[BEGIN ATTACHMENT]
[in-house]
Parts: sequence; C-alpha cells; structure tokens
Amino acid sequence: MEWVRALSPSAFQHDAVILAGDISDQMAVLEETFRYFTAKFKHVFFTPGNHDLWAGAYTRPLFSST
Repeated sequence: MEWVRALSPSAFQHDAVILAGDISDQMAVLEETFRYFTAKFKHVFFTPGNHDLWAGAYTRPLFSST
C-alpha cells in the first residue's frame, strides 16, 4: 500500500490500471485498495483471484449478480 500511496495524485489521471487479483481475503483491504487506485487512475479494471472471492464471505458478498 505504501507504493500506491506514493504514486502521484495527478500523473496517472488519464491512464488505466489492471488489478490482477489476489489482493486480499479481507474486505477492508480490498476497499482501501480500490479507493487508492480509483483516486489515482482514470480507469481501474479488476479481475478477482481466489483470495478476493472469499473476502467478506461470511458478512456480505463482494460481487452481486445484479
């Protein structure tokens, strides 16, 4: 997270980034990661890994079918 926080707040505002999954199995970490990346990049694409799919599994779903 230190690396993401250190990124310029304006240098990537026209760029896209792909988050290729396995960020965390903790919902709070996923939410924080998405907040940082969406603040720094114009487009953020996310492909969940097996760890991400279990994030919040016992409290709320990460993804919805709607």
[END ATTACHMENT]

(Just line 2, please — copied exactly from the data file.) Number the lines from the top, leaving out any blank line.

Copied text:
Parts: sequence; C-alpha cells; structure tokens